Teacher resources and professional development across the curriculum

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Learning Math Home
Data Session 10, Grades 6-8: Solutions
 
Session 10 Session 10 6-8 Part A Part B Part C Part D Homework
 
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A B C D

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Solutions for Session 10, Part D

See solutions for Problems: D1 | D2 | D3


Problem D1

a. 

Gregory does not quantify his statement and may only be looking at the upper extreme value. The teacher could ask Greg to determine "how much taller" the boys are than the girls.

b. 

Marie is comparing the variation in the data and notices overlap in the values. The teacher might ask her to quantify her response.

c. 

Arketa is considering other representations that might make certain patterns and relationships between the data sets more apparent. The teacher could ask the class to consider additional ways to represent the data that would make some comparisons more visible.

d. 

Michael correctly determines the median for each data set and quantifies "how much taller" the boys are than the girls by comparing the medians of the data sets. The teacher might ask the other students to react to Michael's statement and then consider why it can be useful to compare the medians of two data sets.

e. 

Paul quantifies "how much taller" the boys are than the girls by comparing what he thinks are the medians of the data sets; what he found, though, was the middle of each range and not the middle of the data. This is an opportunity for the teacher to review the meaning of median as well as ways to find the median of a set of ordered data.

f. 

Kassie believes that she is comparing the modes of the data sets, but when three or more values have the same number of data points, such as the boys, the data is considered not to have a mode. The teacher can review the meaning of mode and ask the students to speculate as to why statisticians say that a data set doesn't have a mode when three or more values have the same number of data points.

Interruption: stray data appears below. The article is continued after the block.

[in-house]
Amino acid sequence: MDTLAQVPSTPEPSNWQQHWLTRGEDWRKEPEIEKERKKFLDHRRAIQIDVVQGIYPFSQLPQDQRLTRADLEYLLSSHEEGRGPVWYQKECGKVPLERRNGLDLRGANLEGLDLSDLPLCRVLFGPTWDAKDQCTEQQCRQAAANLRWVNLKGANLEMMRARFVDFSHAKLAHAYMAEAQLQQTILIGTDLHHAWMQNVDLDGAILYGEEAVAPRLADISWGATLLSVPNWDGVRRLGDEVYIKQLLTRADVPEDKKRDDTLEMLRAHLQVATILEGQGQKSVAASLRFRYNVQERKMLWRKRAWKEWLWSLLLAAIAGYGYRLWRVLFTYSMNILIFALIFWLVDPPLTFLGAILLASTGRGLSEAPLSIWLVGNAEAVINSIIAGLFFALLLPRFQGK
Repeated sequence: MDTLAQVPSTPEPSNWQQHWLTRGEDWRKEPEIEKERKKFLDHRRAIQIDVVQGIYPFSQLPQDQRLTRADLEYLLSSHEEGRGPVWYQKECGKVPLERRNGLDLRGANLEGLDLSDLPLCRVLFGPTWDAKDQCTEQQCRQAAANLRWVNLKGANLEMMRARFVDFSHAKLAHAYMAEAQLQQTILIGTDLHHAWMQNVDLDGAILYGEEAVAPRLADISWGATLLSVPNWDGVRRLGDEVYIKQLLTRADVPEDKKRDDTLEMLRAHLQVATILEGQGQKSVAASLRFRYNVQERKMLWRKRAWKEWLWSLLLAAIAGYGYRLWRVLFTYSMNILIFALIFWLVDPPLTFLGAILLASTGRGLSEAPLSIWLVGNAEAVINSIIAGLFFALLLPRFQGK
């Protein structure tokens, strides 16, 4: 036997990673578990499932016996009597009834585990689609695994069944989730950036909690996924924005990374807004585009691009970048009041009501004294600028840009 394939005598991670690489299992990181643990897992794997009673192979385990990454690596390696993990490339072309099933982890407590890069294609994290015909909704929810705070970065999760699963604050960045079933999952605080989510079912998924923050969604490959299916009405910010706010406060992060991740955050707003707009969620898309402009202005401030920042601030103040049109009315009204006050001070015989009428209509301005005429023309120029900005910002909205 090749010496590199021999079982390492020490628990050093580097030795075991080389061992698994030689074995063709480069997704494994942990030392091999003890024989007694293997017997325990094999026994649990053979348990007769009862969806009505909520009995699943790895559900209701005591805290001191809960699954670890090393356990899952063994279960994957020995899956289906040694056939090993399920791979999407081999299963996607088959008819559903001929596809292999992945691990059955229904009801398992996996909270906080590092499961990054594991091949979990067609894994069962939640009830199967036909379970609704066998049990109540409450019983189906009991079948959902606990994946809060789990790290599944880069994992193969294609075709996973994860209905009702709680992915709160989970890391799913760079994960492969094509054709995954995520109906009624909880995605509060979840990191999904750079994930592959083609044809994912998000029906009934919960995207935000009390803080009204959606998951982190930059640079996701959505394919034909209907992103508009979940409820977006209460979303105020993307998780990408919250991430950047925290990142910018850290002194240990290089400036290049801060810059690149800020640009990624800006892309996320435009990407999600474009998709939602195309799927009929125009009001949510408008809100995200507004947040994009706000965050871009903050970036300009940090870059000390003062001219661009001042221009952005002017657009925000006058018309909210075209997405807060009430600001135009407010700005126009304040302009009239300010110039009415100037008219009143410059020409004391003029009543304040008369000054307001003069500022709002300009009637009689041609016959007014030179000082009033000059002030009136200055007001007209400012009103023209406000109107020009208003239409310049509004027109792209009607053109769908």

g. 

DeJuan correctly calculates the means and quantifies "how much taller" the boys are than the girls by comparing the means of the data sets. The teacher could now have the students compare the medians and means of the two data sets. What does each tell us about the data? In this situation, is one comparison more appropriate than the other one? Why or why not?

h. 

Carl is comparing intervals of the two data sets that contain the most data. The teacher could take this opportunity to focus further attention on the importance of examining intervals in considering how the data are spread out or bunched together.

<< back to Problem D1


 

Problem D2

a. 

Arketa is comparing the variation by looking at the range of each data set. The teacher might ask her to quantify her response.

b. 

Michael compares the data sets by looking at the medians. The teacher could ask Michael to point to the median on each box plot and then review that 50%, or half, of the data box plot is on each side of the median.

c. 

Monique incorrectly reasons that one can further subdivide the lines (or boxes) and that a fractional part of a line reflects a fractional part of the data. The teacher should ask Monique how she arrived at those percentages and then show this same finding on the line pot to see if she recognizes the discrepancy.

d. 

Gregory is correctly reasoning about the box plots with quartiles. The teacher might ask the rest of the class to evaluate Gregory's statement for its accuracy.

e. 

Morgan is correctly reasoning about the spread of the middle 50% of the data on the box plots. The teacher might ask the rest of the class to evaluate the accuracy of Morgan's statement.

f. 

Janet does not understand how the box represents quartiles of the data. The teacher could go back to the line plots of the data and actually draw the box plot directly over the data so that Janet can see the distribution of the data within the quartiles of the box plot.

<< back to Problem D2


 

Problem D3

a. 

Kassie thinks that her class's sample is representative of the district if the district were defined as the population. The teacher could ask the other students to give reasons for supporting or refuting Kassie's conjecture.

b. 

Nichole uses personal judgement about her class's data probably being "more in the middle," but she is correct in thinking that a larger sample would increase the range of the data, as a larger sample might reveal that her classmates are more homogenous in comparison to other seventh-grade classes, if the population were defined as the country. The teacher might ask Nichole why she thinks her class is "more in the middle," and then ask the rest of the class to react to her conjecture.

c. 

Charles is thinking about measures of center. The teacher might ask Charles to explain further what he means by "on average." Is he referring to the mode, the median, or the mean?

d. 

Carl thinks that their sample is representative of the country if the country were defined as the population, but not if the population included seventh graders from other countries. The teacher might use this as an opportunity to discuss further reasons for defining the population being investigated.

<< back to Problem D3


 

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